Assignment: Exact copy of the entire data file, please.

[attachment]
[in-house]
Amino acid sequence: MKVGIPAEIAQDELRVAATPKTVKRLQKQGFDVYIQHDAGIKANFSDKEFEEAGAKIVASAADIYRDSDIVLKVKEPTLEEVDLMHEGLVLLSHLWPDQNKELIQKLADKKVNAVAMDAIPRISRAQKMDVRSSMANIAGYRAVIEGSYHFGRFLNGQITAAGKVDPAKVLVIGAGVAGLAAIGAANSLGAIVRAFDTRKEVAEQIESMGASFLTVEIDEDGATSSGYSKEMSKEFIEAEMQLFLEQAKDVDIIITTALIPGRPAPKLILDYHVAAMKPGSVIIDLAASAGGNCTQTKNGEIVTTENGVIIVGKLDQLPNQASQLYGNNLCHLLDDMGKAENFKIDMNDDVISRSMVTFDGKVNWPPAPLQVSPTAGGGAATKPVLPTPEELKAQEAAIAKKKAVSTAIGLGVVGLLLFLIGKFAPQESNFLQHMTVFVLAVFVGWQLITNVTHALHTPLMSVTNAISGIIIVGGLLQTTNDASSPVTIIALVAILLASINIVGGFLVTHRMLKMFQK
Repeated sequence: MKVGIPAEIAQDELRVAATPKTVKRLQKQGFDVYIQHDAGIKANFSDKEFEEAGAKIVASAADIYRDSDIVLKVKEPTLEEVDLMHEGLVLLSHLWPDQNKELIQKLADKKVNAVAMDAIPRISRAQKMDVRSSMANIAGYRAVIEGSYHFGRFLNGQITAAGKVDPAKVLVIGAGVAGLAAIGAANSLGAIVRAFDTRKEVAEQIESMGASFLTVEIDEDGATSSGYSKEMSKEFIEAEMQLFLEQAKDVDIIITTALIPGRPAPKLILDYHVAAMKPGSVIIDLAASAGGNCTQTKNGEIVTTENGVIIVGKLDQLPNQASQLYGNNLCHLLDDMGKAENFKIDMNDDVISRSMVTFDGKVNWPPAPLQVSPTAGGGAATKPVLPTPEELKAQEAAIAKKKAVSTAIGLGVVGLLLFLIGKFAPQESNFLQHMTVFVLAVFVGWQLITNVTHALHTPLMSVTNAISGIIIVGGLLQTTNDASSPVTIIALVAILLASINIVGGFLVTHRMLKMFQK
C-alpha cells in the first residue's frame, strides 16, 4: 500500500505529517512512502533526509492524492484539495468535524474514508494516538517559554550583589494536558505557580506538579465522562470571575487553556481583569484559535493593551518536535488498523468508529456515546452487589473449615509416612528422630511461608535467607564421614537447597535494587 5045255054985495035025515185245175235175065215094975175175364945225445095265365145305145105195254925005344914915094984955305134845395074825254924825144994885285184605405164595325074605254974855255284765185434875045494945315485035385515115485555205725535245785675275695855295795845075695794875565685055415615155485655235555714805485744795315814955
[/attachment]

[in-house]
Amino acid sequence: MKVGIPAEIAQDELRVAATPKTVKRLQKQGFDVYIQHDAGIKANFSDKEFEEAGAKIVASAADIYRDSDIVLKVKEPTLEEVDLMHEGLVLLSHLWPDQNKELIQKLADKKVNAVAMDAIPRISRAQKMDVRSSMANIAGYRAVIEGSYHFGRFLNGQITAAGKVDPAKVLVIGAGVAGLAAIGAANSLGAIVRAFDTRKEVAEQIESMGASFLTVEIDEDGATSSGYSKEMSKEFIEAEMQLFLEQAKDVDIIITTALIPGRPAPKLILDYHVAAMKPGSVIIDLAASAGGNCTQTKNGEIVTTENGVIIVGKLDQLPNQASQLYGNNLCHLLDDMGKAENFKIDMNDDVISRSMVTFDGKVNWPPAPLQVSPTAGGGAATKPVLPTPEELKAQEAAIAKKKAVSTAIGLGVVGLLLFLIGKFAPQESNFLQHMTVFVLAVFVGWQLITNVTHALHTPLMSVTNAISGIIIVGGLLQTTNDASSPVTIIALVAILLASINIVGGFLVTHRMLKMFQK
Repeated sequence: MKVGIPAEIAQDELRVAATPKTVKRLQKQGFDVYIQHDAGIKANFSDKEFEEAGAKIVASAADIYRDSDIVLKVKEPTLEEVDLMHEGLVLLSHLWPDQNKELIQKLADKKVNAVAMDAIPRISRAQKMDVRSSMANIAGYRAVIEGSYHFGRFLNGQITAAGKVDPAKVLVIGAGVAGLAAIGAANSLGAIVRAFDTRKEVAEQIESMGASFLTVEIDEDGATSSGYSKEMSKEFIEAEMQLFLEQAKDVDIIITTALIPGRPAPKLILDYHVAAMKPGSVIIDLAASAGGNCTQTKNGEIVTTENGVIIVGKLDQLPNQASQLYGNNLCHLLDDMGKAENFKIDMNDDVISRSMVTFDGKVNWPPAPLQVSPTAGGGAATKPVLPTPEELKAQEAAIAKKKAVSTAIGLGVVGLLLFLIGKFAPQESNFLQHMTVFVLAVFVGWQLITNVTHALHTPLMSVTNAISGIIIVGGLLQTTNDASSPVTIIALVAILLASINIVGGFLVTHRMLKMFQK
C-alpha cells in the first residue's frame, strides 16, 4: 500500500505529517512512502533526509492524492484539495468535524474514508494516538517559554550583589494536558505557580506538579465522562470571575487553556481583569484559535493593551518536535488498523468508529456515546452487589473449615509416612528422630511461608535467607564421614537447597535494587 5045255054985495035025515185245175235175065215094975175175364945225445095265365145305145105195254925005344914915094984955305134845395074825254924825144994885285184605405164595325074605254974855255284765185434875045494945315485035385515115485555205725535245785675275695855295795845075695794875565685055415615155485655235555714805485744795315814955